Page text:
An introduction to project modeling and planning
Ulusoy, Gündüz and Hazır , Öncü (2021) An introduction to project modeling and planning. Springer Texts in Business and Economics. Springer Nature, Switzerland. ISBN 978-3-030-61425-6 (Print) 978-3-030-61423-2 (Online)
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Official URL: http://dx.doi.org/10.1007/978-3-030-61423-2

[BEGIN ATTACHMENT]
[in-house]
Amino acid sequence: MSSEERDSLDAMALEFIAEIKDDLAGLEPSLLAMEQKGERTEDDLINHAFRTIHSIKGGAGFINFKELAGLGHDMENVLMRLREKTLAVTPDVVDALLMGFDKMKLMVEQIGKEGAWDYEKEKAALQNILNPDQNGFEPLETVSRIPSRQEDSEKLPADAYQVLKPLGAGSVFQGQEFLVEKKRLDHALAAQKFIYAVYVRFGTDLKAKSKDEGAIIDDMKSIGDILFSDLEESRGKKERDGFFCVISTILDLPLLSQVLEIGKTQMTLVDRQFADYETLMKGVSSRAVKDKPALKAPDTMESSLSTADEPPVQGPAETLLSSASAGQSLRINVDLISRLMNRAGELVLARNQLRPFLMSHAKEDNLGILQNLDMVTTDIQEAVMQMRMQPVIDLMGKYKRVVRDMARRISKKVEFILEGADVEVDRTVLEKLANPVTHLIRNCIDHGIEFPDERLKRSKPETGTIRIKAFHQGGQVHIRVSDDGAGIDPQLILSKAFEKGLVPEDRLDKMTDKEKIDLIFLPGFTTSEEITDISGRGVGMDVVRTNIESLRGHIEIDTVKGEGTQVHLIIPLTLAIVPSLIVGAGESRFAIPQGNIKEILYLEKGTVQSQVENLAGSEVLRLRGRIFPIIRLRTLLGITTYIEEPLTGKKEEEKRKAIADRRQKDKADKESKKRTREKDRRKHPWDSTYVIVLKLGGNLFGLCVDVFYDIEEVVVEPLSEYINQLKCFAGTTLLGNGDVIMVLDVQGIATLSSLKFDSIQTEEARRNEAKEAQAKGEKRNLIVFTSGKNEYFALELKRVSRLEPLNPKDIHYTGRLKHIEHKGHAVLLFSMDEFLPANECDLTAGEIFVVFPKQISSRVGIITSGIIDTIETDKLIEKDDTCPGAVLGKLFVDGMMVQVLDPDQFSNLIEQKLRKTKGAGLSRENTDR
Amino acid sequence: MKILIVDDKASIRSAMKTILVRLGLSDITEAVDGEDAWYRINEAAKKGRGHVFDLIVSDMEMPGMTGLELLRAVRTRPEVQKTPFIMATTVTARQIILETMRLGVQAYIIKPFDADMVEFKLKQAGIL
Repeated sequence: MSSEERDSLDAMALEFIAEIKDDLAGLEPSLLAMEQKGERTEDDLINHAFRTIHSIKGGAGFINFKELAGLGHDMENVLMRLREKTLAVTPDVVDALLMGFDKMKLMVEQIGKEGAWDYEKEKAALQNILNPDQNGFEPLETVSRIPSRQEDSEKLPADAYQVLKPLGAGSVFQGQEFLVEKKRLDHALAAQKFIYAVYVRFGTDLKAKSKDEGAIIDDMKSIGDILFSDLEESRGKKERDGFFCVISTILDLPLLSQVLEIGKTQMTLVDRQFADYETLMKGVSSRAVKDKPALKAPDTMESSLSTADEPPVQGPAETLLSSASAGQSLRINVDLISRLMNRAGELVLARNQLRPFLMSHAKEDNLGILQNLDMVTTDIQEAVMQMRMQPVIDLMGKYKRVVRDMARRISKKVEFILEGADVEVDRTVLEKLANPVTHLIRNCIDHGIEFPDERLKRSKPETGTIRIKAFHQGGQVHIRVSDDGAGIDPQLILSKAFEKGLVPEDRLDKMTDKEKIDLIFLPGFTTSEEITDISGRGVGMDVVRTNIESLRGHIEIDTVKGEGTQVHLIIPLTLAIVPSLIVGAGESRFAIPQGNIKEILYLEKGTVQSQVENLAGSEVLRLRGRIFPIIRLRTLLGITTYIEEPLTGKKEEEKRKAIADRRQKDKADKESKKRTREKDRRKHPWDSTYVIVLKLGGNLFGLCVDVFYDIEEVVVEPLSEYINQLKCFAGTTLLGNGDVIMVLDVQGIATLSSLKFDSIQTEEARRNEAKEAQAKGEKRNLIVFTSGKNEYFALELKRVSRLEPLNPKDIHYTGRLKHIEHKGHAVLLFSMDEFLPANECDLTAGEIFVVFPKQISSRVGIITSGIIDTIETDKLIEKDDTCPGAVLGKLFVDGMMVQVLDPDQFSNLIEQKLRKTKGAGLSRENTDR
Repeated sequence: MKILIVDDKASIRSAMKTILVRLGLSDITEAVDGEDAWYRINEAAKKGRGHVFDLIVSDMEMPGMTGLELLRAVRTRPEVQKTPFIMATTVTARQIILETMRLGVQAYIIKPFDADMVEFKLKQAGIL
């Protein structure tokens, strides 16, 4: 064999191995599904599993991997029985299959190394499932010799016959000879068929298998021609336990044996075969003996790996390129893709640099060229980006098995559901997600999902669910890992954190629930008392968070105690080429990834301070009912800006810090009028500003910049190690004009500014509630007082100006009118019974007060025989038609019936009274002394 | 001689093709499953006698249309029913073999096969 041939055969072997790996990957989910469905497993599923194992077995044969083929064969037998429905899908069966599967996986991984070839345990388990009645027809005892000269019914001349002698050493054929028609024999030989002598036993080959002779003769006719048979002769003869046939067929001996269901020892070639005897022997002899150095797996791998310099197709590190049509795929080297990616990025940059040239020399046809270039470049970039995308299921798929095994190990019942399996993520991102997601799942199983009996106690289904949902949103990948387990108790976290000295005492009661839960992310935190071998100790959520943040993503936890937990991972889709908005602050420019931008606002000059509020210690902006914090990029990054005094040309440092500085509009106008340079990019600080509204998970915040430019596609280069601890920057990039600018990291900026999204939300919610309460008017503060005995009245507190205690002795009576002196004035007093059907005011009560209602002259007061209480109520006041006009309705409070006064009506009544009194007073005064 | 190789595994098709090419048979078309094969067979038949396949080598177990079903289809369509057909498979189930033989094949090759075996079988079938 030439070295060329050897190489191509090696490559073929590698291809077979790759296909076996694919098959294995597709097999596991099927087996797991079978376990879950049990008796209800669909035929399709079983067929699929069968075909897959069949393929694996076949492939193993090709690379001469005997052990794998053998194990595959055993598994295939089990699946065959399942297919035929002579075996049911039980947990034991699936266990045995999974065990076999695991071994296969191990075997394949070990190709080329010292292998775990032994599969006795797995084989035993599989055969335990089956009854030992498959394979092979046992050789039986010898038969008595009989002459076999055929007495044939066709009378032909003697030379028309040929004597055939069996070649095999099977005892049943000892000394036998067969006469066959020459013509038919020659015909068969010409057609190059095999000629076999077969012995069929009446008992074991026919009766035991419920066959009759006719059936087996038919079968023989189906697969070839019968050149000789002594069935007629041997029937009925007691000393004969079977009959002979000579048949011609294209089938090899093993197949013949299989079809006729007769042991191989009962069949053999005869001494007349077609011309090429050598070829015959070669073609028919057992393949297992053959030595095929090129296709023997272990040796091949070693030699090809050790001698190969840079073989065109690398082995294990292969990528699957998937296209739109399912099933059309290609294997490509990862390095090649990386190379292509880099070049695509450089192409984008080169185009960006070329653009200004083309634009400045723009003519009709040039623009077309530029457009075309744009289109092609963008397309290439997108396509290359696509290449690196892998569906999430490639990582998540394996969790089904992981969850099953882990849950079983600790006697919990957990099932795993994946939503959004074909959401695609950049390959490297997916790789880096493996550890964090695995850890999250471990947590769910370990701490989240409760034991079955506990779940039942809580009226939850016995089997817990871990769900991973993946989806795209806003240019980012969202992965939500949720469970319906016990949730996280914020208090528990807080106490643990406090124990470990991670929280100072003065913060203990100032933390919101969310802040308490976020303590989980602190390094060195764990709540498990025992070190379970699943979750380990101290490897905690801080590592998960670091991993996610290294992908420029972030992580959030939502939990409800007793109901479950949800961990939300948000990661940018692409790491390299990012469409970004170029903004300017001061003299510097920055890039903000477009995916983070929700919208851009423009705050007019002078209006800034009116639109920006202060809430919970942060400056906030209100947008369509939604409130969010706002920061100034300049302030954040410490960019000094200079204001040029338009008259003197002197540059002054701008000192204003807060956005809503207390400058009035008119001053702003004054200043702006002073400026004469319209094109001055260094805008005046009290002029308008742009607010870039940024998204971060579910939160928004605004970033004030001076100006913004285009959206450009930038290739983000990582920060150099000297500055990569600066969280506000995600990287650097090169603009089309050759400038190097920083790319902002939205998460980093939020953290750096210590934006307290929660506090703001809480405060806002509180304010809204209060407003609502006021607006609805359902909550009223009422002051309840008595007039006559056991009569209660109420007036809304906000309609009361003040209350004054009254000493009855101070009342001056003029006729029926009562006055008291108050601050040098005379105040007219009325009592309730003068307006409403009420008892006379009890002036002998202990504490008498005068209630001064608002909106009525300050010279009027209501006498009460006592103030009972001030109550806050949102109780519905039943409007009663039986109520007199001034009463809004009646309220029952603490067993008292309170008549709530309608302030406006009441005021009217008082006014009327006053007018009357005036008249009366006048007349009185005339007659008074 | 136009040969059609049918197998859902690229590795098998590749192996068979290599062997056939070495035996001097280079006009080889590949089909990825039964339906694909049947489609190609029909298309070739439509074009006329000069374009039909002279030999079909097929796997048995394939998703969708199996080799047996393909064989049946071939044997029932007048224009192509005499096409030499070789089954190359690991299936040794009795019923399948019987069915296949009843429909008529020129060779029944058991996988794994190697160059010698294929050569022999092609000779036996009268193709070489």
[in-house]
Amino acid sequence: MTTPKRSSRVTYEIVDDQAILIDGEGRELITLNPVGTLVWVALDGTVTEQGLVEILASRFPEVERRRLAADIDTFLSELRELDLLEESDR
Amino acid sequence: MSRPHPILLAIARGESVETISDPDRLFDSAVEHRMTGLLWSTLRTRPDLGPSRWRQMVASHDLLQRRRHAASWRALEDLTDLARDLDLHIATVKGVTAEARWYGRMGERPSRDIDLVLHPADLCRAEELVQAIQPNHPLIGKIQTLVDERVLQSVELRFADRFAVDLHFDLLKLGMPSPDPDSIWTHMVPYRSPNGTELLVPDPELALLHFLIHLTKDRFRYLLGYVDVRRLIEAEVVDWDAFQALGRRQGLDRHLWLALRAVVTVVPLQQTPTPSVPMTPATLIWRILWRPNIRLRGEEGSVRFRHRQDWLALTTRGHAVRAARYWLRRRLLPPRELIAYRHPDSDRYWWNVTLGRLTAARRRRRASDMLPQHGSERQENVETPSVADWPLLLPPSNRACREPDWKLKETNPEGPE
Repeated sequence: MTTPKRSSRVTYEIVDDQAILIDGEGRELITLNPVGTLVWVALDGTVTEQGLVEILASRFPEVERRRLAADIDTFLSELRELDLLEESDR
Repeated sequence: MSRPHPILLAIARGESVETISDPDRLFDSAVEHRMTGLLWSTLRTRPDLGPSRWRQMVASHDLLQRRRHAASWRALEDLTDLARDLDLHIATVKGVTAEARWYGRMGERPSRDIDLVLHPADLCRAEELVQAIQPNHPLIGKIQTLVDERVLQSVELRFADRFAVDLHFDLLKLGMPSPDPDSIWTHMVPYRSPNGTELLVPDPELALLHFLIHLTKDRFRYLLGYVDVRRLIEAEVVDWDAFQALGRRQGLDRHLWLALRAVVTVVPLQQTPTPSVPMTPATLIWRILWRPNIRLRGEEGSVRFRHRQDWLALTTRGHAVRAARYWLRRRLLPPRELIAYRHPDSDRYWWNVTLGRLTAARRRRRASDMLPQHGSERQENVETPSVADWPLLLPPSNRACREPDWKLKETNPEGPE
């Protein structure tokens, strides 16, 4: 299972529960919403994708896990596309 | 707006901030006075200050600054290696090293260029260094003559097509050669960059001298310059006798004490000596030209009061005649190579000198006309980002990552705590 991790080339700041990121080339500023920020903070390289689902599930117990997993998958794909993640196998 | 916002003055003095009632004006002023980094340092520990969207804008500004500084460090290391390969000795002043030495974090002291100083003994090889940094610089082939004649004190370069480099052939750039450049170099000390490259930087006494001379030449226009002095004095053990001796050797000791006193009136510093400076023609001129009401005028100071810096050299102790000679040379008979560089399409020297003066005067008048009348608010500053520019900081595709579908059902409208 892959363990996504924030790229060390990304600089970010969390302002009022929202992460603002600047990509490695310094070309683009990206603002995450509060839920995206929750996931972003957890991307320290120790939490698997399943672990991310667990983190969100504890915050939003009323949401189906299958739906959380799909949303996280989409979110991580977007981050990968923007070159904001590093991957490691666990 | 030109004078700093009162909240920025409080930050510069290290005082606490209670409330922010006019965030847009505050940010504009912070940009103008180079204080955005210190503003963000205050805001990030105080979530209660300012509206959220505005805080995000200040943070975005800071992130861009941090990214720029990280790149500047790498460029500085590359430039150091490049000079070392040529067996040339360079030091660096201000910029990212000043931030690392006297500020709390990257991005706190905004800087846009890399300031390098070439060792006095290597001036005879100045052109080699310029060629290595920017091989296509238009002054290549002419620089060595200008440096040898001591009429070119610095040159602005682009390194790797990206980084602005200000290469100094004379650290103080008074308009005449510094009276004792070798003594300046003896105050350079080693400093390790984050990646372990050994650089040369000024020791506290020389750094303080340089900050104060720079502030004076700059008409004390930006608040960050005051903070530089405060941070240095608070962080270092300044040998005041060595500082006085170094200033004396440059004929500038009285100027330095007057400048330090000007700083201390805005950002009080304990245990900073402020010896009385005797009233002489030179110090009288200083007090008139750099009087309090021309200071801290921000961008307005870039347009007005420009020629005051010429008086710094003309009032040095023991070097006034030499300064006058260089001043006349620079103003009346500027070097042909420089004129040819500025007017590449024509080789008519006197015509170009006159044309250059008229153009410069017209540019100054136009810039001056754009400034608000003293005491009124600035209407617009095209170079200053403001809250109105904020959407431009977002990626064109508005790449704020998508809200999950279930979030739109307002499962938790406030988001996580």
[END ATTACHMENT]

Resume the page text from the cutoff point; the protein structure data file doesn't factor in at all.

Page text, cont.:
This textbook is intended to provide theoretical and practical aspects of project planning, modeling, and scheduling to undergraduates and first-year graduate students in engineering programs, as well as to practitioners seeking to solidify their knowledge of project management. Most of the material covered in this textbook emerged from the class notes shared with the students at both undergraduate and graduate levels and has been improved over the years by their remarks and suggestions, for which we are grateful. The models and algorithms presented in the following chapters establish a good starting point to study the relevant literature and pursue academic work in related fields. The theory is discussed at the introductory and moderate levels, and related references are given for those who want to pursue a more detailed analysis. A central feature of the book is the support provided for the theoretical concepts through models with detailed explanations, application examples, and case studies. Discussions and analyses are based on real-life problems. All chapters include exercises that require critical thinking, interpretation, analytics, and making choices. A solution manual for these exercises will be provided online. The textbook is organized to enable interdisciplinary research and education, interactive discussions, and learning. Learning outcomes are defined, and the content of the book is structured in accordance with these goals. Chapter 1 introduces the basic concepts, methods, and processes in managing projects. This chapter constitutes the base for defining and modeling project management problems. Chapter 2 discusses project management from an organizational perspective, dealing with the fundamentals of organizing and managing projects. Project-based organizations have gained increasing importance in the last decades. Many firms are organized around projects and operate in a multi-project environment. Issues related to project team formation, the role of project managers, and matrix organization are discussed. Recent developments in the organization of projects, such as the adoption of agile techniques and establishing project management offices, are discussed. Chapter 3 is devoted to project planning and network modeling of projects, covering fundamental concepts such as project scope, Work Breakdown Structure (WBS), Organizational Breakdown Structure (OBS), Cost Breakdown Structure (CBS), project network modeling, activity duration, and cost estimating, activity-based costing (ABC), and data and knowledge management. Schedules determine when projects can be delivered, intervals when each activity needs to be performed, and how resources are assigned to activities and present multiple decision problems. In Chap. 4, we deal with a decision environment where we assume that the decision-makers know the problem parameters precisely and no constraints are imposed on the resource usage. Models employing time-based and finance-based objectives are introduced. We use Operations Research techniques to formulate and solve these deterministic scheduling models for constructing the time schedules as mathematical programming problems. The CPM is covered, resulting in a baseline project schedule, the project duration, the critical path, and the critical activities. The unconstrained version of maximizing Net Present Value (NPV) is also treated here together with the case of time-dependent cash flows. Continuous tracking of the project plan and associated data and relationships allow it to be revised through replanning whenever deemed necessary. A case study on installing a plant biotechnology lab is presented. In project management, it is often possible to reduce the duration of some activities and expedite the completion of the project by incurring additional costs. The resulting time/cost trade-off problem has been widely studied in the literature, and Chap. 5 addresses this important topic for both continuous and discrete cases. Chapter 4 introduced project scheduling in a deterministic decision environment. However, in reality, project managers have at best limited information on the parameters of the decision environment in many cases. For this reason, Chap. 6 discusses models and methods of scheduling under uncertain activity durations. PERT is introduced for minimizing the expected project duration and extended to the PERT-Costing method for minimizing the expected project cost. Simulation is presented as another approach for dealing with the uncertainty in activity durations and costs. To demonstrate the use of the PERT, a case study on constructing an earthquake-resistant residential house is presented. Another important topic for a more realistic representation of the decision environment is the integration of the resource constraints into the mathematical models since in almost all projects, activities compete for scarce resources. Classifications of resource and schedule types are given in Chap. 7, and exact and heuristic solution procedures for the single- and multi-mode resource constrained project scheduling problem (RCPSP) are presented. The objective of maximizing NPV under resource constraints is addressed, and the capital-constrained project scheduling model is introduced. In Chap. 8, resource leveling and further resource management problems are introduced. Two problems associated with resource leveling are discussed namely total adjustment cost and resource availability cost problems. Various exact models are investigated. A heuristic solution procedure for the resource leveling problem is presented in detail. In addition, resource portfolio management policies and the resource portfolio management problem are discussed. A case study on resource leveling dealing with the annual audit project of a major corporation is presented. Project contract types and payment schedules constitute the topics of Chap. 9. Contracts are legal documents reflecting the results of some form of client–contractor negotiations and sometimes of a bidding process, which deserve closer attention. Identification and allocation of risk in contracts, project control issues, disputes, and resolution management are further topics covered in this chapter. A bidding model is presented to investigate client–contractor negotiations and the bidding process from different aspects. Along with planning and scheduling, project monitoring and control are important responsibilities of project managers. Whereas monitoring the project includes actions to collect, record, and present project realization data, control covers the analysis of the data with the purpose of preparation of action plans to eliminate the deviations from the current plan. Chapter 10 focuses on processes and methods for monitoring and control. Earned Value Management is studied to measure the project performance throughout the life of a project and to estimate the expected project time and cost based on the current status of the project. How to incorporate inflation into the analysis is presented. Risk management is essential for effective project management. In Chap. 11, qualitative and quantitative techniques including decision trees, simulation, and software applications are introduced. Risk phases are defined and building a risk register is addressed. An example risk breakdown structure is presented. The design of risk management processes is introduced, and risk response planning strategies are discussed. At the end of the chapter, the quantitative risk analysis is demonstrated at the hand of a team discussion case study. Uncertainty in project schedules has been a topic of great interest for both researchers and practitioners, accumulating a rich literature over the last decades. Chapter 12 covers several models and approaches dealing with various stochastic aspects of the decision environment. Stochastic models, generation of robust schedules, and use of reactive and fuzzy approaches are presented. Sensitivity and scenario analysis are introduced. In addition, simulation analysis, which is widely used to analyze the impacts of uncertainty on project goals, is presented. Chapter 13 addresses repetitive projects that involve the production or construction of similar units in batches such as railway cars or residential houses. Particularly in the construction industry, repetitive projects represent a large portion of the work accomplished in this sector of the economy. A case study on the 50 km Gebze– Orhangazi Section of the Gebze–Izmir Motorway Project is used for demonstrating the handling of repetitive project management. How best to select one or more of a set of candidate projects to maintain a project portfolio is an important problem for project-based organizations with limited resources. The project selection problem is inherently a multi-objective problem and is treated as such in Chap. 14. Several models and solution techniques are introduced. A multi-objective, multi-period project selection and scheduling model is presented. A case study that addresses a project portfolio selection and scheduling problem for the construction of a set of dams in a region is presented. Chapter 15 discusses three promising research areas in project management in detail: (i) Sustainability and Project Management, (ii) Project Management in the Era of Big Data, and (iii) the Fourth Industrial Revolution and the New Age Project Management. We elaborate on the importance of sustainability in project management practices, discuss how developments in data analytics might impact project life cycle management, and speculate how the infinite possibilities of the Fourth Industrial Revolution and the new technologies will transform project management practices.